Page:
He lay there watching endless loops of Bay News 9. Baseball was starting. Concerts were coming back. He watched the Lightning play on TV and thought: “They’re going to make it to the Stanley Cup again and win it. And I won’t be able to shoot it.”
It turned out that Morales also lived on Cattleman Drive a few blocks from LoMoglio. They didn’t know each other.
Morales had been involved in a previous crash on Cattleman in the same Toyota, according to court records. In 2016, he was ticketed on a charge of “failure of driver to report a traffic crash” in an accident that resulted in $2,000 in property damage and paid a fine, court records show. No further details were available.
In the March 10 crash involving LoMoglio, Morales was issued a $163 ticket on one count of careless driving. Florida’s careless driving statute requires people to drive “in a careful and prudent manner ... so as not to endanger the life, limb, or property of any person.” A spokeswoman for the Sheriff’s Office said the charge encompasses both distracted driving and speeding.
Rick Silverman, the Tampa attorney representing Morales, declined to speak to the Tampa Bay Times about Morales’ case. He said he also advised his client, who did not respond to messages from the Times, not to speak with a reporter while the case is pending.
But LoMoglio couldn’t understand why the citation didn’t reflect how badly he’d been hurt. He called the sheriff’s deputy on the case to ask.
“That’s all that ran through my head: How’s somebody able to get a $163 ticket for almost killing somebody?” LoMoglio said. “Any more serious, I’m either paralyzed or dead.”
In April, the Sheriff’s Office sent a letter to the court clerk, noting that “the pedestrian involved in this crash suffered serious injuries that have now limited his mobility in his arms and legs.” Morales was issued a new citation adding “serious bodily injury” to careless driving after investigators learned the extent of LoMoglio’s injuries, a sheriff’s spokeswoman said.
This upped the ante. It added $500 to the fine to make it $663. (A fatality would have added $1,000.) It also meant a mandatory court appearance before a judge. And the possible penalties now included losing his license for 90 days.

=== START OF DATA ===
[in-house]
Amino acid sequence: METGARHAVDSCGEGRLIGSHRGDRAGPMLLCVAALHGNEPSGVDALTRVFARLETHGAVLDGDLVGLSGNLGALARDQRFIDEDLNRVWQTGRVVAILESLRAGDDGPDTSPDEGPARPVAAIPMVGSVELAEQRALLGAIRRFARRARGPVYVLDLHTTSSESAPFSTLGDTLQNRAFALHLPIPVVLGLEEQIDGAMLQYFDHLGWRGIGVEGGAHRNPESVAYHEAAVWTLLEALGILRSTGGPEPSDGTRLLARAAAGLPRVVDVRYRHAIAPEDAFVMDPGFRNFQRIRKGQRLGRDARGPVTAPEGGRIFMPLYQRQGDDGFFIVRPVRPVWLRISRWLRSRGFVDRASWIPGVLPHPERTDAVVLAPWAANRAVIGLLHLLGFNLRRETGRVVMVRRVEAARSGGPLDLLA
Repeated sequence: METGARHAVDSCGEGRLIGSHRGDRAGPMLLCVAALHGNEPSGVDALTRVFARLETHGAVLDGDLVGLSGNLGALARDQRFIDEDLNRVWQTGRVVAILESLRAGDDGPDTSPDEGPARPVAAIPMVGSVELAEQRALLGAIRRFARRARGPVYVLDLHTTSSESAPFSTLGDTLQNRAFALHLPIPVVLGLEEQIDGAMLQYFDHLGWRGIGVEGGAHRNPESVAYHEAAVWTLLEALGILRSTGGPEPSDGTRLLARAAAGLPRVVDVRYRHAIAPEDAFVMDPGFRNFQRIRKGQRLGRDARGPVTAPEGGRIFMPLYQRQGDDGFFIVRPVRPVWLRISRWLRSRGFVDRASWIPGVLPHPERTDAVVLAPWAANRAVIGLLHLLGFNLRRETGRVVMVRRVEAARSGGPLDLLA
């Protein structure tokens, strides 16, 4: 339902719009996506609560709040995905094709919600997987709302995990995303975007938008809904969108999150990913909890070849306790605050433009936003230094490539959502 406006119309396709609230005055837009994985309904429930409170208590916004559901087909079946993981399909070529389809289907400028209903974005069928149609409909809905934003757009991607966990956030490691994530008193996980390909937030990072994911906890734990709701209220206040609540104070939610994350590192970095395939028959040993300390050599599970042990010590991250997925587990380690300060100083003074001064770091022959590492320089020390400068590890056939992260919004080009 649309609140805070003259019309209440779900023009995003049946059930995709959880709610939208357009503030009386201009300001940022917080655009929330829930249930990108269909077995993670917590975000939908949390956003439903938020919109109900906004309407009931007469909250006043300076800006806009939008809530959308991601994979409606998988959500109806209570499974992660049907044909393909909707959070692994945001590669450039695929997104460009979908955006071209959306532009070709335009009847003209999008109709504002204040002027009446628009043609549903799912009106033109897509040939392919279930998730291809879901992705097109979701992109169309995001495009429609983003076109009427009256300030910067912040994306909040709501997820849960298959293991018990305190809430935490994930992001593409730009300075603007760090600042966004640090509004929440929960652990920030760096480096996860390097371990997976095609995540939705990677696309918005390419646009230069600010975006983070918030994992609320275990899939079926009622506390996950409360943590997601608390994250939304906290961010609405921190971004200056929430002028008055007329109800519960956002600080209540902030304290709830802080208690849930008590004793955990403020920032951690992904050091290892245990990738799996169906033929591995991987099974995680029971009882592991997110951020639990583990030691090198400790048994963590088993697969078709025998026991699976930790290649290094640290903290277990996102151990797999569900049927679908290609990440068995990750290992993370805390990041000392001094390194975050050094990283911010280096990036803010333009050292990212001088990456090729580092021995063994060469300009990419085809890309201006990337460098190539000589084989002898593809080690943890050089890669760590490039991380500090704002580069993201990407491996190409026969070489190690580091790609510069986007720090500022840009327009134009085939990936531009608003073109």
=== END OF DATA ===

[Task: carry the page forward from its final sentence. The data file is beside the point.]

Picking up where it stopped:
“That was a like a little win, for some kind of justice,” LoMoglio said.
But at one point, it looked like there would be no penalty at all.
At a hearing before County Judge Margaret Taylor, Morales’ attorney argued that there was a flaw in the ticket itself. The judge agreed to dismiss the case, but later set aside that dismissal and set a court date. No explanation was available in court records.
A court date — essentially, Morales’ trial — has been set for Jan. 6 before Judge Taylor. LoMoglio is listed as a “witness.”
He was still in a wheelchair when the Lightning started the playoffs. Then some good news: The team got him into a viewing section so he could shoot the games from his chair. That’s what he did.
“By Game 5, I was able to stand and shoot the the Stanley Cup,” LoMoglio said. “That was probably the highlight of this whole experience.”
He is walking as much as he can and can do a few miles now, though he keeps a cane with him for when he needs it. “Every day seems to get better,” he said. He’s been talking to civil lawyers about filing a personal injury lawsuit.
He’s shot the Tarpons and the Bucs preseason, though he can’t go up and down the sidelines as fast as he once did. “I’m at like 40 percent,” he said.
And he has not spoken to the man who hit him, though he has since seen him driving the white car down the road where they both live.
“I was just crossing the street,” he said.